In his latest column, Michael Rosenberg of the Detroit Free Press perfectly expressed something that has always drove me nuts:
Who will it be? Well, Biyombo is the hot name — everybody compares him to Ben Wallace. This would scare me if I were a general manager. I am sick of every athletic big dude who can’t really shoot getting compared to Ben Wallace. I’ve heard that description for everybody from Tyrus Thomas to Jason Maxiell to Biyombo. It’s an insult to Big Ben. It makes me wonder if people realize why he was such a great player.
If all it took to be “another Ben Wallace” was athleticism and energy, every team would have a Ben Wallace. What made him special was that he had a rare combination of skills and was a truly brilliant defensive player. He could harass point guards coming across half-court, blow up a pick-and-roll, guard the best centers in the league in the post and grab rebounds away from taller players — sometimes on the same possession.
If Biyombo can do all that, then by all means the Pistons should take him. But if he is just a shot-blocker and rebounder who can’t shoot … well, sorry, but I don’t think that is worthy of a top-10 pick.
Read this line again — “If all it took to be “another Ben Wallace” was athleticism and energy, every team would have a Ben Wallace.” That’s fantastic. Wallace is truly one of the best, most impactful players of this era. He was the single biggest reason the Pistons won a championship in 2004, but because he wasn’t a scorer that impact is often overlooked. And Rosenberg is right — the NBA is filled with players who are as athletic or big or skilled as Wallace. But the NBA is not filled with big men who defend like he could. There’s a reason for that: defense is not simply about effort, as it is often portrayed. Defense is a distinct skillset that requires not only physical tools, but arguably more intelligence, instincts and ability to react than offense does. It is something that must be developed, worked on, perfected, etc., just like a player would work on post moves or a jump shot.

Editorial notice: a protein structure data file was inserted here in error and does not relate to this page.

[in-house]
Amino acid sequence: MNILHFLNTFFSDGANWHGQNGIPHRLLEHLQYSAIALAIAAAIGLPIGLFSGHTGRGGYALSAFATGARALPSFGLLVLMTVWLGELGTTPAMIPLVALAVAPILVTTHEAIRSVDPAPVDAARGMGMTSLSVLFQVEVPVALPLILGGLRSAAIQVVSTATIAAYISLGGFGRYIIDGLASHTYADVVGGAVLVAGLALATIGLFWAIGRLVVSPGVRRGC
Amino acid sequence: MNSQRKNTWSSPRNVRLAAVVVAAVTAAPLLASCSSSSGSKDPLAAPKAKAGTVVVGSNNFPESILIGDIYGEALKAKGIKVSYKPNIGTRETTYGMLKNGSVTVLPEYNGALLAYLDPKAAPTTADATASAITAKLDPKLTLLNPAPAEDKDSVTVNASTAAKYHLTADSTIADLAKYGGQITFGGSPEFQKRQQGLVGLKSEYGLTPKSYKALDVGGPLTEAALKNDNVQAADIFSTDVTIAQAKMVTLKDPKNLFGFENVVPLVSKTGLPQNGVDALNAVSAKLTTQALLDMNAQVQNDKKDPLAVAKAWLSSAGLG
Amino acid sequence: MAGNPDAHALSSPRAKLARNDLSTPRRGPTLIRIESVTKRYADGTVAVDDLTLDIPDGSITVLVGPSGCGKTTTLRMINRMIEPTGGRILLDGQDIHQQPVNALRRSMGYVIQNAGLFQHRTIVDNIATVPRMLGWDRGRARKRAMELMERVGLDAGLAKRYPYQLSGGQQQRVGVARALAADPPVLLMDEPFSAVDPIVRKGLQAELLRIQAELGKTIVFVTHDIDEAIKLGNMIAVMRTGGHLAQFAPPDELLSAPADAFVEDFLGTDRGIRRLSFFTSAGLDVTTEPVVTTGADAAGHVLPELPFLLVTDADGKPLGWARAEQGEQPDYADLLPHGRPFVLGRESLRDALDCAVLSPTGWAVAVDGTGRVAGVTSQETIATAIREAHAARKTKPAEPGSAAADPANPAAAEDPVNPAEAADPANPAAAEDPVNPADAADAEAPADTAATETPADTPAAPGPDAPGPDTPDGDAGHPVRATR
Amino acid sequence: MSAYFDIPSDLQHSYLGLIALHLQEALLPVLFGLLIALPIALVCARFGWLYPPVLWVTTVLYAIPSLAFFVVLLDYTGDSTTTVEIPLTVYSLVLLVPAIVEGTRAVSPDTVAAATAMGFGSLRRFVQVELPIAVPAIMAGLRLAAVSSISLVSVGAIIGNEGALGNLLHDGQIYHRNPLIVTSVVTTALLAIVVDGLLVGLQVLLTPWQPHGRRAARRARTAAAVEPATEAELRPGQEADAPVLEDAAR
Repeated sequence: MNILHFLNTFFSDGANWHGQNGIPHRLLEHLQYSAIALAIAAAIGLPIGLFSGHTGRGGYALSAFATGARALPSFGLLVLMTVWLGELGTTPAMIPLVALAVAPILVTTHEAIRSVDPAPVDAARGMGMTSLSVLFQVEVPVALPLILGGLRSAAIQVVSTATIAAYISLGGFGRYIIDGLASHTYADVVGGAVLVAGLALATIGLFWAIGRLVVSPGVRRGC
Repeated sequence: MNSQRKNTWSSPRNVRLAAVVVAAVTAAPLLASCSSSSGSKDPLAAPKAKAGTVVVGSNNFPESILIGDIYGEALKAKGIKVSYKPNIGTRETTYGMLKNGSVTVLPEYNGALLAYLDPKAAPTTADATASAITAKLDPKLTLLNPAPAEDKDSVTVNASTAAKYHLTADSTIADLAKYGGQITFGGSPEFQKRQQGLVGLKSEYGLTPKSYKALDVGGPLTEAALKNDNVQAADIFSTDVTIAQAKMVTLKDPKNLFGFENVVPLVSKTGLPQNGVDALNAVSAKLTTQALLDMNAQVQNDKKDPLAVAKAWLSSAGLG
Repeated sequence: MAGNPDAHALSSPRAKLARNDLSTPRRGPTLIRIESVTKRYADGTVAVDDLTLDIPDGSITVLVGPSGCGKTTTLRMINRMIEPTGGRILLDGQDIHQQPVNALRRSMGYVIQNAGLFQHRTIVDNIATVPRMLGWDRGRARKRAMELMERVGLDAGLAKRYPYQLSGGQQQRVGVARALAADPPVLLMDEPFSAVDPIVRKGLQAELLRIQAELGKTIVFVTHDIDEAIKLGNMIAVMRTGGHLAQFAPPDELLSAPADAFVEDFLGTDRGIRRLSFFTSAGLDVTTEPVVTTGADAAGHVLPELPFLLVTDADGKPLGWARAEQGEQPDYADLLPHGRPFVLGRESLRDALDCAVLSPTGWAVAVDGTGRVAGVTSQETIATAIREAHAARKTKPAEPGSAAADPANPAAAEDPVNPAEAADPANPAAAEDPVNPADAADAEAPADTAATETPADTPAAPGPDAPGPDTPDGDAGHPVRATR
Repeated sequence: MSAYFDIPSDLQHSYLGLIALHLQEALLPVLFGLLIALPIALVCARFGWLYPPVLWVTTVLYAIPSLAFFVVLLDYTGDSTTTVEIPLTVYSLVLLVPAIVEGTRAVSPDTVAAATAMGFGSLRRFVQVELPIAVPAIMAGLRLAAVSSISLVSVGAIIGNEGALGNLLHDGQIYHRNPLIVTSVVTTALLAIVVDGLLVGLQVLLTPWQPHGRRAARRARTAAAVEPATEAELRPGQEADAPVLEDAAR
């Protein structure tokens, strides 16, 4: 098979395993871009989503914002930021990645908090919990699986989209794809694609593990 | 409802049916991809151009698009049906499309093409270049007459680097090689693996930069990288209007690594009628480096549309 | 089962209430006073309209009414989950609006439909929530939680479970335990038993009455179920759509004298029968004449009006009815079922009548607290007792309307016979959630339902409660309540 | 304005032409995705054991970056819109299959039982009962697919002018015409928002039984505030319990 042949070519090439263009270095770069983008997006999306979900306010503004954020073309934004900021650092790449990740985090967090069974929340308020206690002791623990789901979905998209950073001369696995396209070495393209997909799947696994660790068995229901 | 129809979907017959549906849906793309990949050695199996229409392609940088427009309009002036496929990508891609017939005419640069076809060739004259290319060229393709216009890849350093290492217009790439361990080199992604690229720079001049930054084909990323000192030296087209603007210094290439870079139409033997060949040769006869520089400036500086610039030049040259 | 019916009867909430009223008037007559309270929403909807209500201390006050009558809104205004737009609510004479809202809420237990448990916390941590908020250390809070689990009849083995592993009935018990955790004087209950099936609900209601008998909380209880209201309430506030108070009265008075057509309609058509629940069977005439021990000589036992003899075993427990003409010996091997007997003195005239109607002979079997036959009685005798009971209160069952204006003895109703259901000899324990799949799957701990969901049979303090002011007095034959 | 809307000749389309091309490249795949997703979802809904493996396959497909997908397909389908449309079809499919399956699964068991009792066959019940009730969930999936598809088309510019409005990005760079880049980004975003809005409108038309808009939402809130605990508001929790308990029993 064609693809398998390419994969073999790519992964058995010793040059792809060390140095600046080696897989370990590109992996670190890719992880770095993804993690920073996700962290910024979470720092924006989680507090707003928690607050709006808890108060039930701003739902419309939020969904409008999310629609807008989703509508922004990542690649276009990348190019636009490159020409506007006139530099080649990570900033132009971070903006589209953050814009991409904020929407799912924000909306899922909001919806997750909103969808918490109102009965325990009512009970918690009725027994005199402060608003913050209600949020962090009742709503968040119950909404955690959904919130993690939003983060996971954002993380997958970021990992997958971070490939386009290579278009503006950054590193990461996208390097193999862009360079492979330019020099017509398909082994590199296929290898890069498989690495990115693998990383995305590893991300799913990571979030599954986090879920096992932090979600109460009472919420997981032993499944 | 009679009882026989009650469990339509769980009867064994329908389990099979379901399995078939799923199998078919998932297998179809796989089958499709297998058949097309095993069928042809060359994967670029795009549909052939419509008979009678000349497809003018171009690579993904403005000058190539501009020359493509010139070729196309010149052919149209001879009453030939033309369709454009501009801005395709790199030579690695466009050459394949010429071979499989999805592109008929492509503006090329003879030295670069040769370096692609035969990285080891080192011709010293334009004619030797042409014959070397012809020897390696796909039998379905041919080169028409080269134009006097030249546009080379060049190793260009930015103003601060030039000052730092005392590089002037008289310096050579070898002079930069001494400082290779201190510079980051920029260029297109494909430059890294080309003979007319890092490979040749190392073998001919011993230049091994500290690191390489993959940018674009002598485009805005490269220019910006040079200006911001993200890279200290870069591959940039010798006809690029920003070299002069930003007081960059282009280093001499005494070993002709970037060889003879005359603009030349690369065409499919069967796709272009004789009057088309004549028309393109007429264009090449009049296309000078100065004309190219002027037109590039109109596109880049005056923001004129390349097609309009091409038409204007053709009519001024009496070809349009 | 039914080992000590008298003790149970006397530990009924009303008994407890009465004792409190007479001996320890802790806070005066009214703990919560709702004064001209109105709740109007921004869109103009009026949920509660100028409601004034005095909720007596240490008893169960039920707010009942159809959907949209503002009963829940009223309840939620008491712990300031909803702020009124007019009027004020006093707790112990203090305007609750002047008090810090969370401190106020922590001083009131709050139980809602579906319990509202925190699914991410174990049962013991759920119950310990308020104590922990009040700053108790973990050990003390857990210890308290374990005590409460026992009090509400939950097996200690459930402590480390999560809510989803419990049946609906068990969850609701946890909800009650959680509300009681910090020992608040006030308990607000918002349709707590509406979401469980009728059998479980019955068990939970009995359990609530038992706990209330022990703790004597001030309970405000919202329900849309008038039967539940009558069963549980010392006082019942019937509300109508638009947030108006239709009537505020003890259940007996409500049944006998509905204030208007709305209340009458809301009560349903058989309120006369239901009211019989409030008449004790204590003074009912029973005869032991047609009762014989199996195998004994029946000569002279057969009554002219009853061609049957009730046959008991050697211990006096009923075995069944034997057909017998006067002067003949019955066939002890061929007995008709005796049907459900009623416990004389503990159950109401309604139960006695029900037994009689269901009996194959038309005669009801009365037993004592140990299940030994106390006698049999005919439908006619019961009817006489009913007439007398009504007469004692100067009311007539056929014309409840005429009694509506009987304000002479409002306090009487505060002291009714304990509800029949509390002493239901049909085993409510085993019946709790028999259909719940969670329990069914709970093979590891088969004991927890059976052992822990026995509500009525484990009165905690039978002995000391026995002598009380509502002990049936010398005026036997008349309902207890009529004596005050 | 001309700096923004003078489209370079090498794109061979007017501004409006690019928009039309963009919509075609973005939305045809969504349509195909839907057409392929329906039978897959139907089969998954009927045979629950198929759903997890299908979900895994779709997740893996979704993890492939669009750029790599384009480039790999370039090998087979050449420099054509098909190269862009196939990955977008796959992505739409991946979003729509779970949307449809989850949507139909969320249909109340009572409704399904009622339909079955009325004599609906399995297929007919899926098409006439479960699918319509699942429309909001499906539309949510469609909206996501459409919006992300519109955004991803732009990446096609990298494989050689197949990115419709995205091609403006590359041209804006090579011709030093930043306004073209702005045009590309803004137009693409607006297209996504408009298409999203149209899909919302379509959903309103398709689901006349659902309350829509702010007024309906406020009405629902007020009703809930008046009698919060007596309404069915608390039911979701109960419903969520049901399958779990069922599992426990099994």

Biyombo has unquestionable physical tools, and I like that he seemingly has a willingness to learn. But to have anywhere near the impact on defense Ben Wallace had in his career, Biyombo will have to prove that he has the head to match the impressive physical feats he’s capable of. If the Pistons draft him, I hope he proves just that. But it often takes several seasons to develop and learn how to be a dominant defensive player, and it’s generally pretty hard to pick out guys who have that knack in the draft. After wall, Wallace himself wasn’t even drafted.
Tags: Ben Wallace